KARACHI: In late 2005, a meeting was called by the then commander V Corps, Lt Gen Syed Athar Ali Shah. Aside from a select group of officers in uniform who were present on the occasion, several officials from the City District Government Karachi (CDGK) had also been summoned. They included, among others, the then nazim Mustafa Kamal, municipal commissioner Lala Fazalur Rahman, as well as Bilal Manzar and Mazhar Khan of the katchi abadi and land departments.

According to a source present at the meeting, the CDGK officials were given a dressing-down because they were creating “problems” for the Defence Housing Authority (DHA), Karachi, whose executive board is headed by the commander of the Karachi-based V Corps. “It was a typical case of the military authorities flexing their muscles to intimidate civilian officials,” said Adil Abbasi, former deputy director katchi abadi (planning) Karachi Metropolitan Corporation (KMC).

The particular “problem” the military authorities wanted to address that day was the resistance that some KMC/CDGK officials had been putting up since 20 years against DHA Karachi’s demand to surrender the land earmarked for the development of amenities for Qayyumabad — a katchi abadi situated along Korangi road near the KPT Flyover.

DHA Karachi’s vast interests in real estate have not even spared land designated for amenities; housing authority denies any wrongdoing

Corrupt provincial government officials from the higher bureaucracy with vested interests of their own had colluded to issue a notification acceding to DHA’s demand several months ago on Feb 2, 2005. (The Sindh government’s machinations whereby they obliged the military authorities are detailed later in this story.) But some local government officials were still holding out, unwilling to hand over possession of land that had been allocated for Qayyumabad’s amenities, and this was what had evidently prompted DHA Karachi to bring in the big guns.

The local elections in December last year, however, have spurred Qayyumabad residents to mount a fresh campaign to reclaim the land they say is rightfully theirs. Among them is Shamshad Khan, Qayyumabad union council’s newly elected UC nazim. Son of a veteran local politician, he and his father — as well as other residents of the area — have had run-ins with DHA officials in the past over the acres in contention, which is why DHA had never managed to actually take physical possession of the land.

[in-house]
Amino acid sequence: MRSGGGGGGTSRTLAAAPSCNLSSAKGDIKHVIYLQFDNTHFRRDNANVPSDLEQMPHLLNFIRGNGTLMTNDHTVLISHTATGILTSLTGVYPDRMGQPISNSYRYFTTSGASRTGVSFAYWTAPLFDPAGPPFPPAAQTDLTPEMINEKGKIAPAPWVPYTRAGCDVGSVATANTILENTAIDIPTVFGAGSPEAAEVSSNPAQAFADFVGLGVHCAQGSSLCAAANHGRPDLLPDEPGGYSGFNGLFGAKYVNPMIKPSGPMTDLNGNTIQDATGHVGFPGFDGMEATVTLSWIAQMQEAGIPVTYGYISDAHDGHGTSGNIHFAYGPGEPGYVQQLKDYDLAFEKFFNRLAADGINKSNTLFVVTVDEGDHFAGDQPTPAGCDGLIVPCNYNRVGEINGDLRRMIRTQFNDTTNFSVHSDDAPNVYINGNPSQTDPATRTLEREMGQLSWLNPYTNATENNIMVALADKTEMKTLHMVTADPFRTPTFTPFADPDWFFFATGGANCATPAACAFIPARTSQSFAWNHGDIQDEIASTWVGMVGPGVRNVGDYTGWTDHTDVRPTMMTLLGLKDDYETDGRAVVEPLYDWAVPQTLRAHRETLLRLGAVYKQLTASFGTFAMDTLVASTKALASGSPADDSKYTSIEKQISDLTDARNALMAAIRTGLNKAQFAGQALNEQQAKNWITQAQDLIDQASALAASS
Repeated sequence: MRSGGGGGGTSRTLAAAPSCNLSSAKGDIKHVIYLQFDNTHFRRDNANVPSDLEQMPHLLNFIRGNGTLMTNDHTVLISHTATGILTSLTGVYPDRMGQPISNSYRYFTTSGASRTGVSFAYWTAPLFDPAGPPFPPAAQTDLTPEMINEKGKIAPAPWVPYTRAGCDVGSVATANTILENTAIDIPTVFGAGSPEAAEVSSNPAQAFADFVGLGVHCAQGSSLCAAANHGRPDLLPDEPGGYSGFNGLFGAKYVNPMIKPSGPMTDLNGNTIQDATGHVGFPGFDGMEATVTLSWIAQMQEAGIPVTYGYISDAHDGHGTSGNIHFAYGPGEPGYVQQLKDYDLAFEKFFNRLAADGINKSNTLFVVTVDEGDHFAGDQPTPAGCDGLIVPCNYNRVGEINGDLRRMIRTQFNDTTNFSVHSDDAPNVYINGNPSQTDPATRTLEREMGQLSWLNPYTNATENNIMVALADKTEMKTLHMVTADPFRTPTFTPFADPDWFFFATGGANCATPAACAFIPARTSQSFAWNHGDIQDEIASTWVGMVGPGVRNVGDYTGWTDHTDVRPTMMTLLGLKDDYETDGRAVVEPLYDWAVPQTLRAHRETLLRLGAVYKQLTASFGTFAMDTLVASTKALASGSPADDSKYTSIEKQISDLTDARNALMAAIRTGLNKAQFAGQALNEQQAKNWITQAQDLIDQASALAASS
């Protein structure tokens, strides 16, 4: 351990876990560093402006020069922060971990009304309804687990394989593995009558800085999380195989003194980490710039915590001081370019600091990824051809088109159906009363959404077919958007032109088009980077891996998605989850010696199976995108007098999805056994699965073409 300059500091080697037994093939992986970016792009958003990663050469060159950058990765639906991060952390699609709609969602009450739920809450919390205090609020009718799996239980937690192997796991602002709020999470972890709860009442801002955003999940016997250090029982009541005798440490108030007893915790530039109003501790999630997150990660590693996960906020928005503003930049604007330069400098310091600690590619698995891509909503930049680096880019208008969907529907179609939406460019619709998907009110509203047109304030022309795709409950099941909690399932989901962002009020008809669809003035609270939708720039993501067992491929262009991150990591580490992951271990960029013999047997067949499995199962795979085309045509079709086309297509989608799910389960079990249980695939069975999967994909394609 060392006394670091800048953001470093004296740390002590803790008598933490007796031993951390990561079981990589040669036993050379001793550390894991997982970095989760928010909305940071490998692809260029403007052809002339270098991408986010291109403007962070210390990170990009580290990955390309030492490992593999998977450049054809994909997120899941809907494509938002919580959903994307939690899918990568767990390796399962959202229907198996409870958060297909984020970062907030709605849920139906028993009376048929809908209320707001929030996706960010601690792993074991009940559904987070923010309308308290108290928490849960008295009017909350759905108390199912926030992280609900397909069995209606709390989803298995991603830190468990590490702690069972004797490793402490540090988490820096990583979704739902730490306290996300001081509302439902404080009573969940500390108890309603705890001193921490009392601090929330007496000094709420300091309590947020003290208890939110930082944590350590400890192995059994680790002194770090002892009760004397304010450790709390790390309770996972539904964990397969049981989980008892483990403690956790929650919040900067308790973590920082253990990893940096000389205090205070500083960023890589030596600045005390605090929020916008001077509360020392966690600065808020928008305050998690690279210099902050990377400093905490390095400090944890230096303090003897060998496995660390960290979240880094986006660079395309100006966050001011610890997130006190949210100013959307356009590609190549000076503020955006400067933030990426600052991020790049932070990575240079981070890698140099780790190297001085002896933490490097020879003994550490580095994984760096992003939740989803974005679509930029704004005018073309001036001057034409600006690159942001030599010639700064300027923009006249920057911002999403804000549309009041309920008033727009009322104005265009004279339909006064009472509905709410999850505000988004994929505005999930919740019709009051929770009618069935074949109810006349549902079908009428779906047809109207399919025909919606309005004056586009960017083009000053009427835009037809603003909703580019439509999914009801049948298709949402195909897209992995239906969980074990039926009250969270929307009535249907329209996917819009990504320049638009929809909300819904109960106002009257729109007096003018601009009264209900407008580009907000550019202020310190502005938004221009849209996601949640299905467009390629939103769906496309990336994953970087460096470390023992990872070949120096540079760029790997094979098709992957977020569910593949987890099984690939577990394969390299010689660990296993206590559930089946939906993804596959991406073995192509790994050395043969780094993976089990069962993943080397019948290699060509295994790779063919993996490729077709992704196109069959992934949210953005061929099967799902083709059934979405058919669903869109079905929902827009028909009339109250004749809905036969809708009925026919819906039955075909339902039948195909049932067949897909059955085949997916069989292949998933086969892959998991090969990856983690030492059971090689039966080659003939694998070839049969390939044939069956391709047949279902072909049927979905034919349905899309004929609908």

One of several DHA checkposts along the wall separating the katchi abadi from DHA Phase VII Extension. —Photo by Tahir Jamal/White Star
One of several DHA checkposts along the wall separating the katchi abadi from DHA Phase VII Extension. —Photo by Tahir Jamal/White Star

80-sq yard homes and no amenities

Confined within 109 acres, Qayyumabad katchi abadi is one of the most densely populated and polluted residential areas of the city. It is home to more than 70,000 people — including Pakhtun, Punjabi, Sindhi, Baloch and Urdu-speaking ethnicities, as well as Christians and scheduled caste Hindus — who live in cramped abodes no bigger than 80 square yards that jostle each other for space and have nowhere to expand except vertically. Consequently, illegal construction of multiple floors, with its attendant risks, is common. “As per standard town-planning principles, at less than six square yards per person, the dead in a DHA graveyard have more space than a person living in Qayyumabad,” remarked a former deputy director KMC. According to Mr Shamshad, “There isn’t a single public school here, nor a playground or dispensary”.

Till the late 1960s, Qayyumabad was just another shantytown in Karachi’s south. But its population rapidly swelled between 1968 and 1976 when squatters from near Kala Pul were moved to this large stretch of water-logged land — that lay wedged between Korangi road, Malir River and Manzoor Colony nallah — on the orders of the government (commissioner Karachi) to make room for DHA phases I and II. Its impoverished residents provided unskilled labour for various sectors; for example, as coolies at the railway station, manual workers at the harbour, construction workers at the many upmarket residential localities springing up in the vicinity at the time, etc.

Through the years, the residents of Qayyumabad have consistently

Published in Dawn, August 22nd, 2016


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